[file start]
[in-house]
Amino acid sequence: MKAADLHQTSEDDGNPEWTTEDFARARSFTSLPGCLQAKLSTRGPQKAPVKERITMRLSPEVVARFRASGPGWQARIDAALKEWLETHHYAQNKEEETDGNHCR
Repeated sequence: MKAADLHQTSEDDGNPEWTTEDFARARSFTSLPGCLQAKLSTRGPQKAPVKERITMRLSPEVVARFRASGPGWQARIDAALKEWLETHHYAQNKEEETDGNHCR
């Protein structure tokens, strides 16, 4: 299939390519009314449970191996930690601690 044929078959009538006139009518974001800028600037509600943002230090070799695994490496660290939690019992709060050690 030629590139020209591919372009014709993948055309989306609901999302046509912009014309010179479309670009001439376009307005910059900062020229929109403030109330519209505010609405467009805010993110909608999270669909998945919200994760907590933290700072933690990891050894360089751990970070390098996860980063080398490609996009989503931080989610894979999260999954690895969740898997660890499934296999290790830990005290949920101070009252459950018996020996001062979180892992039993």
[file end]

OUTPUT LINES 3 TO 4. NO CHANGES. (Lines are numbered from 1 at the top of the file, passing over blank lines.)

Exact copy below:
Repeated sequence: MKAADLHQTSEDDGNPEWTTEDFARARSFTSLPGCLQAKLSTRGPQKAPVKERITMRLSPEVVARFRASGPGWQARIDAALKEWLETHHYAQNKEEETDGNHCR
């Protein structure tokens, strides 16, 4: 299939390519009314449970191996930690601690 044929078959009538006139009518974001800028600037509600943002230090070799695994490496660290939690019992709060050690 030629590139020209591919372009014709993948055309989306609901999302046509912009014309010179479309670009001439376009307005910059900062020229929109403030109330519209505010609405467009805010993110909608999270669909998945919200994760907590933290700072933690990891050894360089751990970070390098996860980063080398490609996009989503931080989610894979999260999954690895969740898997660890499934296999290790830990005290949920101070009252459950018996020996001062979180892992039993």